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Archive for the ‘System design’ Category

Good bill/cheque design: Reliance Energy

Posted by Avadhut on 30 October 2008

I had never known that bills could look this good. Reliance has really scored a big one this time. It may seem trivial to a lot of people, but phone and electricity bills, at least in India, are in a dire need of some major overhauling. They are stupendously cryptic, and even knowing how much you have to pay and by when is a task requiring substantial digging-through-the-text. It is almost as if these utilities companies are trying to obfuscate our own information from us.

Take for example the MTNL bill, it is divided into numerous sections, lots of details, even the amount to pay is printed in red. And despite the plethora of numbers/sections it contains, most of the information printed does not make any sense to a layman—forget “the bill as a value add.”

The Vodafone bill does come close to being slightly more than useful. The language has a friendly tone, there are helpful visual cues all over the place, and I just love the cute little graphics all over the bill—it makes it seem like Vodafone is saying “Here’s your bill; we hope you like us enough to pay us” as opposed to “Oye! The bill’s here. Pay up.”

I thought that is as far as one could go with a bill. But then, today I saw the Reliance Bill stuck on my refrigerator. And, I think this is the only time I’d say this about a bill, it looked gorgeous. It made me—who usually just prefers to pay bills online—stand up, take notice, and actually blog about it.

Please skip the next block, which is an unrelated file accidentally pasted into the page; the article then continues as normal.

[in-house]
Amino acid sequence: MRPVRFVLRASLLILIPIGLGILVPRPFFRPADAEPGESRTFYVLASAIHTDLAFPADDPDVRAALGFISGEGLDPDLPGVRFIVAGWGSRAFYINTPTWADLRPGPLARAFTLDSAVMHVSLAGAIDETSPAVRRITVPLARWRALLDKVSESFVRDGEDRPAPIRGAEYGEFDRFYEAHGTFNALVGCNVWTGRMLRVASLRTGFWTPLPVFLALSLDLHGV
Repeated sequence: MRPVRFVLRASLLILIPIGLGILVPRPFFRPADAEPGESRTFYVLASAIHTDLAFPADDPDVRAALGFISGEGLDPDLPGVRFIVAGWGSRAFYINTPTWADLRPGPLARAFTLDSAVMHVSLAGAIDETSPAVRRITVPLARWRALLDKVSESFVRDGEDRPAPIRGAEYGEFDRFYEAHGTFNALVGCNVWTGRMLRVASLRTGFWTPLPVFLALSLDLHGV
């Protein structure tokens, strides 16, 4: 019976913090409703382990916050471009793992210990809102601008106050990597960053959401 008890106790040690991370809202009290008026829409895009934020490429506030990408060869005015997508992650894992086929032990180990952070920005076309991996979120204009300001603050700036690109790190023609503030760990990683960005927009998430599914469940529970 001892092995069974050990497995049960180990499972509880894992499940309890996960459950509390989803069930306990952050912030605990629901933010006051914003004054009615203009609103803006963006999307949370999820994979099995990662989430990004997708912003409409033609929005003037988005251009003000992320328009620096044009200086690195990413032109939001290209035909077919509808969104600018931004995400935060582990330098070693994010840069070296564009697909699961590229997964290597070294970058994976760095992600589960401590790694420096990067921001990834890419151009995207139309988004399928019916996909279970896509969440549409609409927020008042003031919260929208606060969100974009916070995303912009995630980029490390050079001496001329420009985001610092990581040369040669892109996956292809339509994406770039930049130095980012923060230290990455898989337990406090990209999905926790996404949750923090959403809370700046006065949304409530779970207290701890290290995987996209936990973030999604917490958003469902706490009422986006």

It served on so many levels:
1. Told me who the bill is for.
2. What the amount is.
3. Told me what period was the bill for.
4. Gave me additional information about my electricity usage.

And all this without even flipping the first page. I mean, almost all bills take care of #1 and #2. But not in a manner that Reliance does. Take a look:

This is the first page. Flipping it over displays the more detailed conservatively-styled bill.

This is the first page. Flipping it over displays the more detailed conservatively-styled bill.

And #3 is something that most bills confuse me with. With their start periods and end periods and bill cycles. I pay bills on a monthly basis, and therefore I’d like to know which “month” the bill is for, not which “billing cycle.”

And what can I say about #4:

Detailed usage over past months.

Detailed usage over past months.

This is just good ole’ “Ha ha! Don’t act like your are not impressed.” I mean, my past usage as a small bar graph. Who’d have thought about it. This small section alone more helpful than MTNL’s entire bill.

It is all so well laid out, and epitomises the word “quick.” Almost the perfect bill for a city with barely enough time.

If we go ahead and deconstruct the bill, though, several things can be used for developing billing information screens for Web apps:

1. The font: Extremely important in setting the tone of the bill. I’d strongly recommend a san/semi-san serif font.
2. The language: Friendly. Informal yet professional. Helpful and approachable.
3. Layout: Clean. Uncluttered. One of the most important things here, which most designers overlook, is line-spacing.
4. Information: In stead of printing several sections on the same page, design a bill as “layers” that can be “peeled” off. The first layer could present the most basic information regarding the amount, due date, etc. Peeling off the first layer could present an itemized bill, and so on. This will also make your bill extremely interactive.

And lastly, deliver what your service promises even through your bill. Don’t let poor billing hamper an otherwise customer-friendly offering.